You copied the Doc URL to your clipboard.

Tailoring the C library to your target hardware

By default, the C library uses semihosting to provide device driver level functionality, enabling a host computer to act as an input and an output device. This is useful because development hardware often does not have all the input and output facilities of the final system.

You can provide your own implementation of C library functions that make use of target hardware, and that are automatically linked in to your image in favor of the C library implementations. This process, known as retargeting the C library, is shown in Figure 5.

Figure 5. Retargeting the C library

Figure 5. Retargeting the C library

For example, you might have a peripheral I/O device such as an LCD screen, and you might want to override the library implementation of fputc(), that writes to the debugger console, with one that outputs to the LCD. Because this implementation of fputc() is linked in to the final image, the entire printf() family of functions prints out to the LCD.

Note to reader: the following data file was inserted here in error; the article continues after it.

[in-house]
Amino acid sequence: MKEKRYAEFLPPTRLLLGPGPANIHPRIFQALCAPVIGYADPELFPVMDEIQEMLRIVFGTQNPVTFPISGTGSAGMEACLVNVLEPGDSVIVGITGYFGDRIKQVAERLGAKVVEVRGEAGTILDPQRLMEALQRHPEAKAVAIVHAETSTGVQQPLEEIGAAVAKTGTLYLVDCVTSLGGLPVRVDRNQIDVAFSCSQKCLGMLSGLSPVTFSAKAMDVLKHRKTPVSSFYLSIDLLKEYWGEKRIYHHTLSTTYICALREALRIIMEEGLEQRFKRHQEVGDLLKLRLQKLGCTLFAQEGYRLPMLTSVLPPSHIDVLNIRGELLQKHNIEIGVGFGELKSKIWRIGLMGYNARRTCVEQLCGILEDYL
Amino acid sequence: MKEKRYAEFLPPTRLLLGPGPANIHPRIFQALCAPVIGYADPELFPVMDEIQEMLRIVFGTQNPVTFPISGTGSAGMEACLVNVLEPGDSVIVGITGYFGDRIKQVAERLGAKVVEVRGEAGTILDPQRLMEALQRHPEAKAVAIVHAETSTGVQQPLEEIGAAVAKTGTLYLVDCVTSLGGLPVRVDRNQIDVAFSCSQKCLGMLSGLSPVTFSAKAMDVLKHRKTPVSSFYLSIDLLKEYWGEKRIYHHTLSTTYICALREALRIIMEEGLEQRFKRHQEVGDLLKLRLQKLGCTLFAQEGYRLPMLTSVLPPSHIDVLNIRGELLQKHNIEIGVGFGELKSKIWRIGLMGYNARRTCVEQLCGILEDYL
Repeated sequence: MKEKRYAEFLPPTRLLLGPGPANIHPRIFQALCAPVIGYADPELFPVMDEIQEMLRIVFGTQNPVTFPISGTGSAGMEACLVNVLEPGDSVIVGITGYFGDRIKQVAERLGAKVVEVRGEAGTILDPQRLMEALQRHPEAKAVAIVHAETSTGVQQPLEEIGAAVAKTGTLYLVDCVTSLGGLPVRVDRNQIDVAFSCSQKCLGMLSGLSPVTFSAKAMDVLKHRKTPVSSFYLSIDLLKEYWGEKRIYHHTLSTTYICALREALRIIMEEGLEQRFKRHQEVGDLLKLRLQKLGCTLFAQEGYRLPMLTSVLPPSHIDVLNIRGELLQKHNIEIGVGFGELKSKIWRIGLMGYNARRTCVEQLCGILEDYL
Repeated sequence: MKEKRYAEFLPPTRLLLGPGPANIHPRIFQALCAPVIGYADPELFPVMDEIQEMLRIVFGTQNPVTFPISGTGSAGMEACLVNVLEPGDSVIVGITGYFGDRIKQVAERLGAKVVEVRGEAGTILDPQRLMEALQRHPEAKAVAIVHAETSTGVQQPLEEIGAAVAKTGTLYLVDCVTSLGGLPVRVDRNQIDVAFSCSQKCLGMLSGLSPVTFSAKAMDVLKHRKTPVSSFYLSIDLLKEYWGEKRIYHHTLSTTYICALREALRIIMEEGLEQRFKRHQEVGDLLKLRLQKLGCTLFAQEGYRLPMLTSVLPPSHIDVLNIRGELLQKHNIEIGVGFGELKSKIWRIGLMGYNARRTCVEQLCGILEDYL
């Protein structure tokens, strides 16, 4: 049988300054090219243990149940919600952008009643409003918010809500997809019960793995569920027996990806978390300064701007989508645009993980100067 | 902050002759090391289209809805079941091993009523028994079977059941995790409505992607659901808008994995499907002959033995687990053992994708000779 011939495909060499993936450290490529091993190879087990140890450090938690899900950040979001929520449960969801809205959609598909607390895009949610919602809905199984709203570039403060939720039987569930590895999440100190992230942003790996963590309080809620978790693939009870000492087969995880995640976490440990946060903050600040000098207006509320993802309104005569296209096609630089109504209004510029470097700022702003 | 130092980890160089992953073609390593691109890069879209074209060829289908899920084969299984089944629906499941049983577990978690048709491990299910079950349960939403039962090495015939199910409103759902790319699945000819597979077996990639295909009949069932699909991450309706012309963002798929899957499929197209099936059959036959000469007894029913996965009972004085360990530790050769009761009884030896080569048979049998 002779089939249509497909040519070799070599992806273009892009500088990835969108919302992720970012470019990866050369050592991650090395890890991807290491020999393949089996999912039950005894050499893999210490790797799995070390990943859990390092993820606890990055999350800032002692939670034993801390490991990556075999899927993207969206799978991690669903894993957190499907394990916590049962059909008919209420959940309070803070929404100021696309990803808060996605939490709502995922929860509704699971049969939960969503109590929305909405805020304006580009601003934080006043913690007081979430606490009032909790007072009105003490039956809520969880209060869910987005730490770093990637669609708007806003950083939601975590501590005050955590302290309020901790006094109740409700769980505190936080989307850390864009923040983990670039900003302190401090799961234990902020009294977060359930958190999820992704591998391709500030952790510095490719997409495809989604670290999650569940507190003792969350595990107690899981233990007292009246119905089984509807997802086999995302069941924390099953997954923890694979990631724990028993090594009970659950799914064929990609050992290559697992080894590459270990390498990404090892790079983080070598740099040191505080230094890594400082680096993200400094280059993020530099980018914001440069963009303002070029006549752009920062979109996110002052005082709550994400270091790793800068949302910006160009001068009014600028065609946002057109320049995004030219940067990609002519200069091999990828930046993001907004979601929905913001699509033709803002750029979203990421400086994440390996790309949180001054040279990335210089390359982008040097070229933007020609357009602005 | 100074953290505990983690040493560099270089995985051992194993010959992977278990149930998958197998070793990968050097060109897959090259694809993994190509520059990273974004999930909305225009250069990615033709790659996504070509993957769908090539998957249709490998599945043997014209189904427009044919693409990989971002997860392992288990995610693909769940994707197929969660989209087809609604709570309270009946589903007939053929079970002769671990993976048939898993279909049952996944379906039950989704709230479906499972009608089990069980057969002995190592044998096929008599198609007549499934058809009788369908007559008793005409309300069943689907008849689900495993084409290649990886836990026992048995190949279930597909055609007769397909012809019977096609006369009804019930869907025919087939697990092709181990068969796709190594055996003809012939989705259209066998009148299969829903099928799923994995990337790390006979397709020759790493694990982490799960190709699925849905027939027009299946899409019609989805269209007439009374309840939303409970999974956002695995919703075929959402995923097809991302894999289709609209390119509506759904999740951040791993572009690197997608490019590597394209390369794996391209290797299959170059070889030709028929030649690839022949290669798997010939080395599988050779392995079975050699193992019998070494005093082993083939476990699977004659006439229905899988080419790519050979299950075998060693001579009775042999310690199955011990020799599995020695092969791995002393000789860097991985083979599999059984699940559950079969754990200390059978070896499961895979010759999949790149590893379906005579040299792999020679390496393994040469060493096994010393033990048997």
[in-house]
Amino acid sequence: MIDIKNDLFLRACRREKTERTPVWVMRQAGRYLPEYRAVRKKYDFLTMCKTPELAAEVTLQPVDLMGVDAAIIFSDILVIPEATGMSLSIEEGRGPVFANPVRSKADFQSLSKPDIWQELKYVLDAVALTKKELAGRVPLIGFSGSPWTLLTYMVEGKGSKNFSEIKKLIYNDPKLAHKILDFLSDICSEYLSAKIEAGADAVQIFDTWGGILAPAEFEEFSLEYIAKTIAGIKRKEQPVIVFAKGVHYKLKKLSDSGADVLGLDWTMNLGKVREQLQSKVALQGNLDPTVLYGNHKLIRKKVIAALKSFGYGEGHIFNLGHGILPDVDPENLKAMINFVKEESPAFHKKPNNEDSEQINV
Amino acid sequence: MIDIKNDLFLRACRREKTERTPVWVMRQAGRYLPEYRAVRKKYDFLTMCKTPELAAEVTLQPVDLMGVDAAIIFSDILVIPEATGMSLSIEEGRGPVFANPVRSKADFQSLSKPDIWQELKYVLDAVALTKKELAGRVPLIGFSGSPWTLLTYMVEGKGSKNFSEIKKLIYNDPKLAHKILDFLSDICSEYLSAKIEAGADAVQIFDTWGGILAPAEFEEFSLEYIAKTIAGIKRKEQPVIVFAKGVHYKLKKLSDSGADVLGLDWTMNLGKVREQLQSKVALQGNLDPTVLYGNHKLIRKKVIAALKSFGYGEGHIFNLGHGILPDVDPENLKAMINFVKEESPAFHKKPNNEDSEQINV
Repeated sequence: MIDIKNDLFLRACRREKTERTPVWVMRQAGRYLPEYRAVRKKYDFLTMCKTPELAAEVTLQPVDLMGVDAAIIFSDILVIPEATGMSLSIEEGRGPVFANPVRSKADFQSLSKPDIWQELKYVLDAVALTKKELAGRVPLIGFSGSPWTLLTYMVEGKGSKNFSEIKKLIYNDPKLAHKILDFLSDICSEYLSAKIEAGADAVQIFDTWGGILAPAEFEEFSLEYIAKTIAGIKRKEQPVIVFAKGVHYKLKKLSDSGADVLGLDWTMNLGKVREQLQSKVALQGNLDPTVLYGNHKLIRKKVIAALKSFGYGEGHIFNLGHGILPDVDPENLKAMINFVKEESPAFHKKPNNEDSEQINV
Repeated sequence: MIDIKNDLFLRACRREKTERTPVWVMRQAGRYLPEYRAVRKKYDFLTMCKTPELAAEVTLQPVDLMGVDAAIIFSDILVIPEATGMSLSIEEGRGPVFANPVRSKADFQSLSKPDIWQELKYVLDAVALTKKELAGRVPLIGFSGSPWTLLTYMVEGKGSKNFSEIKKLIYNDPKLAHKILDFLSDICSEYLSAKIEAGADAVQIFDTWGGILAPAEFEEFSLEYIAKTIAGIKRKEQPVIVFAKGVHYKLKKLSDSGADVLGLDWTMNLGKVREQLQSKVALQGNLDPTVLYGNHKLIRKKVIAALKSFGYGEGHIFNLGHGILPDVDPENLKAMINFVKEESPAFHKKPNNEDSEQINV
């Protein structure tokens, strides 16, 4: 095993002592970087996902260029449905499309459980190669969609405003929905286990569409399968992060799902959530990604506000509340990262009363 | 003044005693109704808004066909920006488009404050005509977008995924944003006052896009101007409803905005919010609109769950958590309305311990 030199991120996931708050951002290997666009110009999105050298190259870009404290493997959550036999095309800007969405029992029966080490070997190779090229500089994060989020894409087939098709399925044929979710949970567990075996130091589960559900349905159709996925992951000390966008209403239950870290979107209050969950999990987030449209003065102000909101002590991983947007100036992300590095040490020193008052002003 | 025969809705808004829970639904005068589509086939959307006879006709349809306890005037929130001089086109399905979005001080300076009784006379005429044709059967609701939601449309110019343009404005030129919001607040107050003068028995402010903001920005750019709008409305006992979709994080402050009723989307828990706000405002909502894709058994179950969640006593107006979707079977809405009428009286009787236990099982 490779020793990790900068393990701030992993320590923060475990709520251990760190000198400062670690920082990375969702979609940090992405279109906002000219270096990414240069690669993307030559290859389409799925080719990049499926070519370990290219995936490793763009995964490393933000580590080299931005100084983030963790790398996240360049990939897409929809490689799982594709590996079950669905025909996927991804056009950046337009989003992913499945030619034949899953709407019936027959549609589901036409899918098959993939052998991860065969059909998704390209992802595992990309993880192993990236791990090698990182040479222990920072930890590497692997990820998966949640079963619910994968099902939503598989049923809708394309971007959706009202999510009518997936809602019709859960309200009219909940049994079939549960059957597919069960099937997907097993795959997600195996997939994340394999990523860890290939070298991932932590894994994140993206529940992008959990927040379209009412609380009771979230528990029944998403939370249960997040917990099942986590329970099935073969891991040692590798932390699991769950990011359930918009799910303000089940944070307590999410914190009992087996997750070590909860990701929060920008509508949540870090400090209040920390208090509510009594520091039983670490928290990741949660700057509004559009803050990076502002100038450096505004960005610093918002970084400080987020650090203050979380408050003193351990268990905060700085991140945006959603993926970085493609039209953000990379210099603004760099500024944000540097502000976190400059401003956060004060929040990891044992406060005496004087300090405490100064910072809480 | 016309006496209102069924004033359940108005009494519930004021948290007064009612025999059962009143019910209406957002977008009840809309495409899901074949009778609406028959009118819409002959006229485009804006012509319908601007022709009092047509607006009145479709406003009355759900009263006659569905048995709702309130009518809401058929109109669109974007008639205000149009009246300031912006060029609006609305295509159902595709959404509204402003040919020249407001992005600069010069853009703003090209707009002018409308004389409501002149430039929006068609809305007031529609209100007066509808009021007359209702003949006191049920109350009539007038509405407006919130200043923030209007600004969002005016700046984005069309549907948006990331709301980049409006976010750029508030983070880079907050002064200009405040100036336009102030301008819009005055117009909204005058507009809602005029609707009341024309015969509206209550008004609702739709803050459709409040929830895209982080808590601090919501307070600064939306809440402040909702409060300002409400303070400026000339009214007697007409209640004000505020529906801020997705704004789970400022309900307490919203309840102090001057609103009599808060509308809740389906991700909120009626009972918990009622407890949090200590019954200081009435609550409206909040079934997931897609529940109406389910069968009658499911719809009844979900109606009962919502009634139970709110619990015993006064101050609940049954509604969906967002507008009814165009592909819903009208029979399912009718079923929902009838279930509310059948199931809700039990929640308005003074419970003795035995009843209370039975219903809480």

Example implementation of fputc()

In this example implementation of fputc(), the function redirects the input character parameter of fputc() to a serial output function sendchar() that is assumed to be implemented in a separate source file. In this way, fputc() acts as an abstraction layer between target dependent output and the C library standard output functions.

extern void sendchar(char *ch);
int fputc(int ch, FILE *f)
{   /* e.g. write a character to an LCD screen */
    char tempch = ch;
    return ch;

In a standalone application, you are unlikely to support semihosting operations. Therefore, you must remove all calls to semihosting functions or re-implement them with non semihosting functions.

See also


Using ARM C and C++ Libraries and Floating Point Support: